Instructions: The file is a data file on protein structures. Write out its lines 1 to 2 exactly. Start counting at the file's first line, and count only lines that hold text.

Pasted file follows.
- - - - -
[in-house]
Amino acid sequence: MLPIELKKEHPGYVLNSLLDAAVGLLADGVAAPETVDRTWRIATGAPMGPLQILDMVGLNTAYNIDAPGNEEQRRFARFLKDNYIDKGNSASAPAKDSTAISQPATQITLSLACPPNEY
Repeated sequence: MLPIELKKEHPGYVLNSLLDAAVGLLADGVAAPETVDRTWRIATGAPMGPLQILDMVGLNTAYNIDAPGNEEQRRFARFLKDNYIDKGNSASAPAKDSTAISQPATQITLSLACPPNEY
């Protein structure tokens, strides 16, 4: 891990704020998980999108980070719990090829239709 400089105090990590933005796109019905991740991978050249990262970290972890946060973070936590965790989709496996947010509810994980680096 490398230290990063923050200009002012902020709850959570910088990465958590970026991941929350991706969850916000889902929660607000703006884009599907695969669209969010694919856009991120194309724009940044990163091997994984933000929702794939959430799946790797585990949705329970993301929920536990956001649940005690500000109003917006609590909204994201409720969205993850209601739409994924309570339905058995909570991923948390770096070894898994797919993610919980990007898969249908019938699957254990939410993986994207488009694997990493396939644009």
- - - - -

[in-house]
Amino acid sequence: MLPIELKKEHPGYVLNSLLDAAVGLLADGVAAPETVDRTWRIATGAPMGPLQILDMVGLNTAYNIDAPGNEEQRRFARFLKDNYIDKGNSASAPAKDSTAISQPATQITLSLACPPNEY